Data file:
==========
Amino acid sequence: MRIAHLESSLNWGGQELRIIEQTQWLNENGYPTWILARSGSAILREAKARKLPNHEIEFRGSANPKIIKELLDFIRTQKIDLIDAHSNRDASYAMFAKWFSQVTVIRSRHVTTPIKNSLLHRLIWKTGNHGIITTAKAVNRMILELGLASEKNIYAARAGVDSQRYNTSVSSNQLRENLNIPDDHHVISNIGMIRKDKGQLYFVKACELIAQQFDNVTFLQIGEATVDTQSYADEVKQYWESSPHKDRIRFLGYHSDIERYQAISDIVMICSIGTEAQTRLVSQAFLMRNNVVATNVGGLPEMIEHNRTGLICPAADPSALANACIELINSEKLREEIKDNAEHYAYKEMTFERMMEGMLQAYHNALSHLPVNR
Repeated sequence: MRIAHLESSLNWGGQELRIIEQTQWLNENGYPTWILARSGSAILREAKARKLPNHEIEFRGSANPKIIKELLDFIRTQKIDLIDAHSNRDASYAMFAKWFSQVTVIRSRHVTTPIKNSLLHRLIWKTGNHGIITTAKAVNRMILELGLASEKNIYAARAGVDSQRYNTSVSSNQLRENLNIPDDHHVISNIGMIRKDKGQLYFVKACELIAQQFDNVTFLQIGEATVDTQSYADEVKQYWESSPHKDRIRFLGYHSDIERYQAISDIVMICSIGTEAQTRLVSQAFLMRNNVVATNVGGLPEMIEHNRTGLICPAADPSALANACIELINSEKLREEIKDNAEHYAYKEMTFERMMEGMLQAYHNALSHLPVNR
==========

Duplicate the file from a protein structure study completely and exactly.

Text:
Amino acid sequence: MRIAHLESSLNWGGQELRIIEQTQWLNENGYPTWILARSGSAILREAKARKLPNHEIEFRGSANPKIIKELLDFIRTQKIDLIDAHSNRDASYAMFAKWFSQVTVIRSRHVTTPIKNSLLHRLIWKTGNHGIITTAKAVNRMILELGLASEKNIYAARAGVDSQRYNTSVSSNQLRENLNIPDDHHVISNIGMIRKDKGQLYFVKACELIAQQFDNVTFLQIGEATVDTQSYADEVKQYWESSPHKDRIRFLGYHSDIERYQAISDIVMICSIGTEAQTRLVSQAFLMRNNVVATNVGGLPEMIEHNRTGLICPAADPSALANACIELINSEKLREEIKDNAEHYAYKEMTFERMMEGMLQAYHNALSHLPVNR
Repeated sequence: MRIAHLESSLNWGGQELRIIEQTQWLNENGYPTWILARSGSAILREAKARKLPNHEIEFRGSANPKIIKELLDFIRTQKIDLIDAHSNRDASYAMFAKWFSQVTVIRSRHVTTPIKNSLLHRLIWKTGNHGIITTAKAVNRMILELGLASEKNIYAARAGVDSQRYNTSVSSNQLRENLNIPDDHHVISNIGMIRKDKGQLYFVKACELIAQQFDNVTFLQIGEATVDTQSYADEVKQYWESSPHKDRIRFLGYHSDIERYQAISDIVMICSIGTEAQTRLVSQAFLMRNNVVATNVGGLPEMIEHNRTGLICPAADPSALANACIELINSEKLREEIKDNAEHYAYKEMTFERMMEGMLQAYHNALSHLPVNR